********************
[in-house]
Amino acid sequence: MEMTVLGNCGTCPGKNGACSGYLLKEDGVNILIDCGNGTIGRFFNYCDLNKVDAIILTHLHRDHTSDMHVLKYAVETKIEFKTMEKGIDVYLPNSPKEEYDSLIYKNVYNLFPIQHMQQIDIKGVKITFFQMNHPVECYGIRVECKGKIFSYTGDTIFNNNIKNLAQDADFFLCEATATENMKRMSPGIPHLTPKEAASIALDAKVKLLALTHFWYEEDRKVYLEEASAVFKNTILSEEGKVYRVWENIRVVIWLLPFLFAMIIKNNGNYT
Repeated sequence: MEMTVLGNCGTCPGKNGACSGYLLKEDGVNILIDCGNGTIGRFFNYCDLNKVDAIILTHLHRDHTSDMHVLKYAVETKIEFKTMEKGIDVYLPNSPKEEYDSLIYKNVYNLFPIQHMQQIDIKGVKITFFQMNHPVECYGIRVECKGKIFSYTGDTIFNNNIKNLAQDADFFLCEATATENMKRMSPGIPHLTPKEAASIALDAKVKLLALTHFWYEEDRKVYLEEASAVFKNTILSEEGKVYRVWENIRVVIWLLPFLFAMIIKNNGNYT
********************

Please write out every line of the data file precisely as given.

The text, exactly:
[in-house]
Amino acid sequence: MEMTVLGNCGTCPGKNGACSGYLLKEDGVNILIDCGNGTIGRFFNYCDLNKVDAIILTHLHRDHTSDMHVLKYAVETKIEFKTMEKGIDVYLPNSPKEEYDSLIYKNVYNLFPIQHMQQIDIKGVKITFFQMNHPVECYGIRVECKGKIFSYTGDTIFNNNIKNLAQDADFFLCEATATENMKRMSPGIPHLTPKEAASIALDAKVKLLALTHFWYEEDRKVYLEEASAVFKNTILSEEGKVYRVWENIRVVIWLLPFLFAMIIKNNGNYT
Repeated sequence: MEMTVLGNCGTCPGKNGACSGYLLKEDGVNILIDCGNGTIGRFFNYCDLNKVDAIILTHLHRDHTSDMHVLKYAVETKIEFKTMEKGIDVYLPNSPKEEYDSLIYKNVYNLFPIQHMQQIDIKGVKITFFQMNHPVECYGIRVECKGKIFSYTGDTIFNNNIKNLAQDADFFLCEATATENMKRMSPGIPHLTPKEAASIALDAKVKLLALTHFWYEEDRKVYLEEASAVFKNTILSEEGKVYRVWENIRVVIWLLPFLFAMIIKNNGNYT